“Where will the farmworkers live and work who have already been on a farm for 20-30 years if they have no other livelihood? This is the reality of the expropriation,” Pieterse says.

Jeffery states that in public discourse there is currently very little focus on the vulnerability of farmworkers, should the Bill be approved. She has recently attended one of the public hearings of the National Council of provinces and it has not been discussed at all. She says if the Bill is referred to Contralesa, it can take longer than expected to be finally approved and implemented. “Whatever happens, there is currently limited opportunity for amendments,” she says.

Bennie van Zyl, general manager of the Transvaal Agricultural Union SA, says the organisation is very worried about, what he calls, the ‘discriminatory nature’ of the Expropriation Bill and ESTA. He argues that an employee who has occupied a defence force house for 30 years, does not establish rights in the property and why should farmworkers be treated differently. “On top of everything, not only the workers are involved here, but their families as well”. To assign rights on a farm in this manner, is the same as relinquishing rights of a ‘part of a factory,” he says.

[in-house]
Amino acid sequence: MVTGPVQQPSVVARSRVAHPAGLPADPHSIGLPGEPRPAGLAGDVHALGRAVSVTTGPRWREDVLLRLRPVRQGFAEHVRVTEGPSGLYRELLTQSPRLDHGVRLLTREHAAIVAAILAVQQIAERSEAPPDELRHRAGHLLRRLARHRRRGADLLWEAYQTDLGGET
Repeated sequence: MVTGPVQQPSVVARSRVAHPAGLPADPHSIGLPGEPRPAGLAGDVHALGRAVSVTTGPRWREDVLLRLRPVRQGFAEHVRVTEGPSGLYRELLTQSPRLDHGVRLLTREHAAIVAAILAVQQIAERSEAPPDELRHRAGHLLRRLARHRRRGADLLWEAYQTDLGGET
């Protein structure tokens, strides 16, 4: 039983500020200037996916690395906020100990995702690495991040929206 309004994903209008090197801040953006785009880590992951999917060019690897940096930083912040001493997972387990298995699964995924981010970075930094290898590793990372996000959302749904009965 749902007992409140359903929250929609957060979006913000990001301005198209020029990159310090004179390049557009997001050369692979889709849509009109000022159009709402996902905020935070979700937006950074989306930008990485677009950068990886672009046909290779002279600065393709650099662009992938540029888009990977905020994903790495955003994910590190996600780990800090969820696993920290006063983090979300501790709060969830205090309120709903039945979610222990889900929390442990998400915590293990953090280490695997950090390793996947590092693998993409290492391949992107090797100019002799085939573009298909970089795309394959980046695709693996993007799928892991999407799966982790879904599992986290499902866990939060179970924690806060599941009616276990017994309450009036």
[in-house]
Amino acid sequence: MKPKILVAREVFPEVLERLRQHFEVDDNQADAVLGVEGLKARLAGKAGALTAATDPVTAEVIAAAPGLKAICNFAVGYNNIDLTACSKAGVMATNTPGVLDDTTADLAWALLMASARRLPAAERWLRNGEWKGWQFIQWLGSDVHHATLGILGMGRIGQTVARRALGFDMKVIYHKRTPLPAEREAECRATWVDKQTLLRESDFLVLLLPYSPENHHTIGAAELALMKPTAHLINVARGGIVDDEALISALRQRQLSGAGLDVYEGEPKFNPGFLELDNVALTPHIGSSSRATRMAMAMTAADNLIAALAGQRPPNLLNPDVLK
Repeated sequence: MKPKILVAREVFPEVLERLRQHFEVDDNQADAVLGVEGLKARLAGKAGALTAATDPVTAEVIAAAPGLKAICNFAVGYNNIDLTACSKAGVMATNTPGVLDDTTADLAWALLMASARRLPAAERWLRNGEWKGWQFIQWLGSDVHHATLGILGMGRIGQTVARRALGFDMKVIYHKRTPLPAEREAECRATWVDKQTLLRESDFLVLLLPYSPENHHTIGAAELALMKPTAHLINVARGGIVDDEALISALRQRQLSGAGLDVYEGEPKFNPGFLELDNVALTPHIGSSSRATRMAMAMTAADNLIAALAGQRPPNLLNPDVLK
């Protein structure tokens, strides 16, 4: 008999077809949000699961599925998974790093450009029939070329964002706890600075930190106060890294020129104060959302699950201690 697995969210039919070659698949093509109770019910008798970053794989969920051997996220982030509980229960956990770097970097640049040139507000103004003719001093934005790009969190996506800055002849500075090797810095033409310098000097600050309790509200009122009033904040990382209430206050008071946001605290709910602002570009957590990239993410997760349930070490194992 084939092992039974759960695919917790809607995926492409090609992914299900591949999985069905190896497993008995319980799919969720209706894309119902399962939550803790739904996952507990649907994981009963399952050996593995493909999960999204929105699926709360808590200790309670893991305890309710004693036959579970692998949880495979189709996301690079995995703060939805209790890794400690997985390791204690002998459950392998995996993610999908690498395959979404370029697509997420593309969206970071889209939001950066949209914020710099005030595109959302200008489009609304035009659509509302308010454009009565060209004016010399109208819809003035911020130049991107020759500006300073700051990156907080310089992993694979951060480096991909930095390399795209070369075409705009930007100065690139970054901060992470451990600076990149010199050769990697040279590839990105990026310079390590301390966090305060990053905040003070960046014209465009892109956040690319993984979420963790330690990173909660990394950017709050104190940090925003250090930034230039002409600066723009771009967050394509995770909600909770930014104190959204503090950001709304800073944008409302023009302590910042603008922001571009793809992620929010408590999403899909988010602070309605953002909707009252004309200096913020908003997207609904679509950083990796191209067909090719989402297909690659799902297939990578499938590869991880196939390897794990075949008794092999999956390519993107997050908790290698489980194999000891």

Van Zyl further states that it is not clear to what extent the government will honour the rights of farm occupants and whether they will be compensated if expropriation takes place if the Bill is accepted. “The clauses of the Expropriation Bill are not sustainable. They establish rights to people which mean nothing. The workers are thrown to the wolves. The government is not being honest with the people,” he says.

He is of the opinion that it is also the case when the government neglects to hand over the title deed to beneficiaries of expropriation. The beneficiaries cannot as a result thereof obtain financing for their agricultural activities. “The people are sitting in a graveyard and cannot escape,” says Van Zyl.

“We cannot fight the Bill because it does not have legal status yet, but we are preparing ourselves to fight several of the abovementioned aspects in court when the Bill is finally approved and signed by the president. Then we will only need the correct set of facts to approach the court,” Pieterse concluded.